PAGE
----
Tuesday, May 27, 2014


At the gym I go to -- which is a low-cost but perfectly adequate operation, full of parents of young children (whose children go, like mine, to the Kids' Club to watch random snippets of Frozen or else that one about the princess and the frog?) and cranky retirees who look put out that it's come this, at last -- there is a car always parked in the far end of the lot with the license plate FXYNANA. It's one of those Cube thingies, or whatever -- like a literal box on wheels, marketed as like a rolling dorm room for The Kids Today but bought exclusively by the 55-plus crowd.

And for the entire three years I've been going there, I've suffered a stupid twinge of annoyance whenever my eye falls upon this license plate (I have a longstanding problem with non-witty, non-easily-understood vanity plates). I couldn't figure it out. I thought it was something about "fixies," which apparently is some sort of annoying hipster thing about bicycles?  Or ... is it ... an acronym? Should I read it right-to-left? Goddammit.

Today -- TODAY -- I realized: it means FOXY NANA. As in, a grandma who is (still? or perhaps newly?) foxy. And right away -- well, as soon as I got over berating myself for missing it all that time -- my brain said to me, in the Seinfeld voice when he's complaining about the pirate shirt, "But I don't WANNA be a foxy nana!"

I'd like to be -- you know, fit and healthy, and take care of myself, and dress well and have good hair and all, and I hope Mr. Gleemonex still finds me doable forever and ever -- but I don't wanna be chasing "foxy" when I am a grandmother (or of a grandmotherly age). Is there nothing, NOTHING, that we can just let go about our youth? Have some pride! Gosh!

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Friday, May 23, 2014

California is both the greatest, and the worst.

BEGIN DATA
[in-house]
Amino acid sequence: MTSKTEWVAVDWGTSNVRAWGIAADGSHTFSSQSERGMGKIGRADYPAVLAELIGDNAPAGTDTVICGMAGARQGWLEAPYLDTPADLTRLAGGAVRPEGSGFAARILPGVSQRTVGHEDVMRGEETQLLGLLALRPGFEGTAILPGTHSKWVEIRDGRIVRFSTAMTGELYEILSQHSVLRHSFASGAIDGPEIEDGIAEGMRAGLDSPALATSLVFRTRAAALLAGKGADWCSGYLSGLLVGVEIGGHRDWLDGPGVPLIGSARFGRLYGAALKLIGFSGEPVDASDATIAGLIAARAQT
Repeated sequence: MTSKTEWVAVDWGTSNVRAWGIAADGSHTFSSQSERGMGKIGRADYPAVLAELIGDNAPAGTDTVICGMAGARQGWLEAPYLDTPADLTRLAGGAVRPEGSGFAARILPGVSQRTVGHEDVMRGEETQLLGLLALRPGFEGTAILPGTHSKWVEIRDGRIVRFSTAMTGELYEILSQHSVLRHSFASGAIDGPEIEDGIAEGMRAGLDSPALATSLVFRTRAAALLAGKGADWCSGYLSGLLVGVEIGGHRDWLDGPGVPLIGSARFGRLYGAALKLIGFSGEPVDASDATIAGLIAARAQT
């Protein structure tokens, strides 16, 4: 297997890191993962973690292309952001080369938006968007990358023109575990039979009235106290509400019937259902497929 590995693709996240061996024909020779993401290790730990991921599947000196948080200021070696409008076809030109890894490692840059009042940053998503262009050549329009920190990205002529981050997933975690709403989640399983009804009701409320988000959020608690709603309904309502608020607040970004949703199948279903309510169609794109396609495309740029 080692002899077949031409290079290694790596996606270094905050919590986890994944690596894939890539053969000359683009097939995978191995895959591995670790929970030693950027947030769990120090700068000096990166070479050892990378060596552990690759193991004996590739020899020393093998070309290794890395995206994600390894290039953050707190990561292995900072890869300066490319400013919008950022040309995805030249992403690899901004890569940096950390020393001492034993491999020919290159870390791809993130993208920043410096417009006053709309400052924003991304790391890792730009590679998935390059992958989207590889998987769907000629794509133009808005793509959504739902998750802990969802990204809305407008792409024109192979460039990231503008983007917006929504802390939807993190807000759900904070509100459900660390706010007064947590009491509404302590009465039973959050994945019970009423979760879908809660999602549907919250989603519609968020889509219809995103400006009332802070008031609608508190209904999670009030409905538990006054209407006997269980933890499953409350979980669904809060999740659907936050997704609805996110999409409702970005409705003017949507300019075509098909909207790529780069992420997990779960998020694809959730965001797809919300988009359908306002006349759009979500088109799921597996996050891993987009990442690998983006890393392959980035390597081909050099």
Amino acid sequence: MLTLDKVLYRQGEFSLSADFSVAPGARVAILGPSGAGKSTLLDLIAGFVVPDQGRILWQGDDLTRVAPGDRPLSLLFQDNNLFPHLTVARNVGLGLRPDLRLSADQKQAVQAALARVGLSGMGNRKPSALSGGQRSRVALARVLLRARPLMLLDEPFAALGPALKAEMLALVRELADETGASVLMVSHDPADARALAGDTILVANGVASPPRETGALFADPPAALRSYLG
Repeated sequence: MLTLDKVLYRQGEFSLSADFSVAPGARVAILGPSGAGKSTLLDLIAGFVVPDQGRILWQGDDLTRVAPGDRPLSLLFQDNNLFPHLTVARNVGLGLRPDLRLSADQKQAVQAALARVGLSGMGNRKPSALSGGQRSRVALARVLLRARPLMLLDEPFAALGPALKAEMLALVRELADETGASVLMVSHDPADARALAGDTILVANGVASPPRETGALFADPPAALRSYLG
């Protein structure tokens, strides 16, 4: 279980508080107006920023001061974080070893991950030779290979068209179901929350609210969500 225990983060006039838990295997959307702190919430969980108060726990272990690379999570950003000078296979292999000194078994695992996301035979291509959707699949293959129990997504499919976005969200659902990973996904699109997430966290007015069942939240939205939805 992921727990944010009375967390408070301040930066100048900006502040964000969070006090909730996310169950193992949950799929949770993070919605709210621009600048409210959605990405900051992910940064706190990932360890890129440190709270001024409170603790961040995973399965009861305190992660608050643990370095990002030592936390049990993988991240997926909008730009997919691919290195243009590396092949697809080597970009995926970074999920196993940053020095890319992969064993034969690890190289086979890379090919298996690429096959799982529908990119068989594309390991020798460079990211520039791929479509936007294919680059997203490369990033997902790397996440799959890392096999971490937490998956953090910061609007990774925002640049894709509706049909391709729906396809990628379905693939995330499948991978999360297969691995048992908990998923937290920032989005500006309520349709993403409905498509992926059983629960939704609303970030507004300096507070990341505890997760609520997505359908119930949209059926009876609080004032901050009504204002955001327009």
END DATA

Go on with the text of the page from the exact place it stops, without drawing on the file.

Goddammit, we have to talk about vegetable lasagna. Or, rather, vegetable "lasagna," because that is some air-quote-deserving bullshit right there.

Why do people think that people who don't eat meat or just don't feel like it today would rather eat a goddamn panful of wet gross zucchini and wrong-textured bell peppers sliding all around over the noodles instead of: CHEESE LASAGNA? The kind that is just like the traditional meat version, but without the meat? It's the same people who, if you say you don't want meat on your pizza, will come back to you with a pizza-like item that is fucking covered with two pounds of broccoli and red onion and (again -- AGAIN -- with this fucking stuff) zucchini. What the fuck is that? I didn't say I wanted a fucking farmer's market on top of some bread, hippie! And listen, don't try to tell me that the vegetable "lasagna" or the Jolly Green Giant "pizza" is healthy, or even "healthier," because it's not -- you already made the decision to eat something that is basically carbs and cheese, so own it, and get that cock-knuckled vegetable shit out of my face.

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Wednesday, May 21, 2014

Oh, yew've had PLENNY a honeymoons -- ya have one every time ya meet a boy!

Men I Have, at Various Points of My Life, Been Certain I Would Marry: A Partial List

--Kevin Bacon (1984-85)
--Matthew Sweet (1990-93)
--Andre Agassi (1988-91)
--Charlie Sheen (1989-92)
--Christian Slater (1989-91*)
--Michael Jackson (1983-86)
--George Harrison (1987-89)
--David Bowie (1986-88)
--this guy Tim that was my mom's friend and almost certainly gay as a tangerine (1980-90)

*Entry appears solely because of stuff people wrote in my yearbooks. I do not remember feeling this way about him at all. But apparently I did, for awhile? 

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Tuesday, May 20, 2014

210, 220, whatever it takes.

Me Attempting to Explain the SAT to Kid Gleemonex, Who Is Six, In Which My Experience Was Over 20 Years and Several Major Test Iterations Ago (A Conversation Occasioned by Reading About Laura Ingalls Sitting for the County Teachers' Examinations in These Happy Golden Years)